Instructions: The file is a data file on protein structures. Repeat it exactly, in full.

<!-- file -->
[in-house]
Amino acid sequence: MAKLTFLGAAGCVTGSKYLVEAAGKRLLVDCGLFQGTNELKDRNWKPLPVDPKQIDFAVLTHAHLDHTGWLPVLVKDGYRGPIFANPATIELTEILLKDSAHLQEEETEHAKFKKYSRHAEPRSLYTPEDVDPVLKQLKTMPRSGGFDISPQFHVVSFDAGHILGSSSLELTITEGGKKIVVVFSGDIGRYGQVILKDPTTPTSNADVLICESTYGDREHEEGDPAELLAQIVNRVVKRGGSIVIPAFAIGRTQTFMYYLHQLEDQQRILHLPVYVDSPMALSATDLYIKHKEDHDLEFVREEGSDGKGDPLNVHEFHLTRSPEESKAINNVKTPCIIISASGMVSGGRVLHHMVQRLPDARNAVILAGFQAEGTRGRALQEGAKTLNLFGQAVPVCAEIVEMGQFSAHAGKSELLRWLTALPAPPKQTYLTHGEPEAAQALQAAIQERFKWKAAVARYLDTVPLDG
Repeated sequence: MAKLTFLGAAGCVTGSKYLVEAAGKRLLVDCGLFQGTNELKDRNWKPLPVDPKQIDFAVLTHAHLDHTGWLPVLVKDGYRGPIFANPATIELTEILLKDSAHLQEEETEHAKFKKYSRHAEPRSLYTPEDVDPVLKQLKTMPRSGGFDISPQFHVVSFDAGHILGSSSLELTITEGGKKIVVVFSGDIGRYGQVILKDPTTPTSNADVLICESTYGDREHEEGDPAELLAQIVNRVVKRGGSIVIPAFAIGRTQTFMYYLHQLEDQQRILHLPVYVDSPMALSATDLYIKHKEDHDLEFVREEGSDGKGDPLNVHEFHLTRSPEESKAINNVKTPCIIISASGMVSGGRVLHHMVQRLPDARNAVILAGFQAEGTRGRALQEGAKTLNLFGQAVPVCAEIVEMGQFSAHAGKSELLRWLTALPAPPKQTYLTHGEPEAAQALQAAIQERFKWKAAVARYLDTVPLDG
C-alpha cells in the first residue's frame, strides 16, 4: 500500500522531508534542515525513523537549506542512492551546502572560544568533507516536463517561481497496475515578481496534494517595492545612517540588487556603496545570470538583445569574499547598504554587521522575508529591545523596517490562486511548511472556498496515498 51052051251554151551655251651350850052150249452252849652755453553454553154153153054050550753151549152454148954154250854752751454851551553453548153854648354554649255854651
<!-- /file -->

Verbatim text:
[in-house]
Amino acid sequence: MAKLTFLGAAGCVTGSKYLVEAAGKRLLVDCGLFQGTNELKDRNWKPLPVDPKQIDFAVLTHAHLDHTGWLPVLVKDGYRGPIFANPATIELTEILLKDSAHLQEEETEHAKFKKYSRHAEPRSLYTPEDVDPVLKQLKTMPRSGGFDISPQFHVVSFDAGHILGSSSLELTITEGGKKIVVVFSGDIGRYGQVILKDPTTPTSNADVLICESTYGDREHEEGDPAELLAQIVNRVVKRGGSIVIPAFAIGRTQTFMYYLHQLEDQQRILHLPVYVDSPMALSATDLYIKHKEDHDLEFVREEGSDGKGDPLNVHEFHLTRSPEESKAINNVKTPCIIISASGMVSGGRVLHHMVQRLPDARNAVILAGFQAEGTRGRALQEGAKTLNLFGQAVPVCAEIVEMGQFSAHAGKSELLRWLTALPAPPKQTYLTHGEPEAAQALQAAIQERFKWKAAVARYLDTVPLDG
Repeated sequence: MAKLTFLGAAGCVTGSKYLVEAAGKRLLVDCGLFQGTNELKDRNWKPLPVDPKQIDFAVLTHAHLDHTGWLPVLVKDGYRGPIFANPATIELTEILLKDSAHLQEEETEHAKFKKYSRHAEPRSLYTPEDVDPVLKQLKTMPRSGGFDISPQFHVVSFDAGHILGSSSLELTITEGGKKIVVVFSGDIGRYGQVILKDPTTPTSNADVLICESTYGDREHEEGDPAELLAQIVNRVVKRGGSIVIPAFAIGRTQTFMYYLHQLEDQQRILHLPVYVDSPMALSATDLYIKHKEDHDLEFVREEGSDGKGDPLNVHEFHLTRSPEESKAINNVKTPCIIISASGMVSGGRVLHHMVQRLPDARNAVILAGFQAEGTRGRALQEGAKTLNLFGQAVPVCAEIVEMGQFSAHAGKSELLRWLTALPAPPKQTYLTHGEPEAAQALQAAIQERFKWKAAVARYLDTVPLDG
C-alpha cells in the first residue's frame, strides 16, 4: 500500500522531508534542515525513523537549506542512492551546502572560544568533507516536463517561481497496475515578481496534494517595492545612517540588487556603496545570470538583445569574499547598504554587521522575508529591545523596517490562486511548511472556498496515498 51052051251554151551655251651350850052150249452252849652755453553454553154153153054050550753151549152454148954154250854752751454851551553453548153854648354554649255854651